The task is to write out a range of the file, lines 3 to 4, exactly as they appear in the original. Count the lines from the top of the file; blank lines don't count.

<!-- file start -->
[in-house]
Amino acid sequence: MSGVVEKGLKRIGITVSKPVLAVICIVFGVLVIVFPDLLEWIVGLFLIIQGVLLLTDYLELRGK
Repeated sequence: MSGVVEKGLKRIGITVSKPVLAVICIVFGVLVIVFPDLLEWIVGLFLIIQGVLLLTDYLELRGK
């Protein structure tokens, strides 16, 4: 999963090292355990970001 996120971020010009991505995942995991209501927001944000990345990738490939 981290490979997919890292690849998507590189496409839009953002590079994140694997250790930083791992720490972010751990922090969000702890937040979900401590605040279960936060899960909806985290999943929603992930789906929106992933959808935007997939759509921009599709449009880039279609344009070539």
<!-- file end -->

Repeated sequence: MSGVVEKGLKRIGITVSKPVLAVICIVFGVLVIVFPDLLEWIVGLFLIIQGVLLLTDYLELRGK
């Protein structure tokens, strides 16, 4: 999963090292355990970001 996120971020010009991505995942995991209501927001944000990345990738490939 981290490979997919890292690849998507590189496409839009953002590079994140694997250790930083791992720490972010751990922090969000702890937040979900401590605040279960936060899960909806985290999943929603992930789906929106992933959808935007997939759509921009599709449009880039279609344009070539």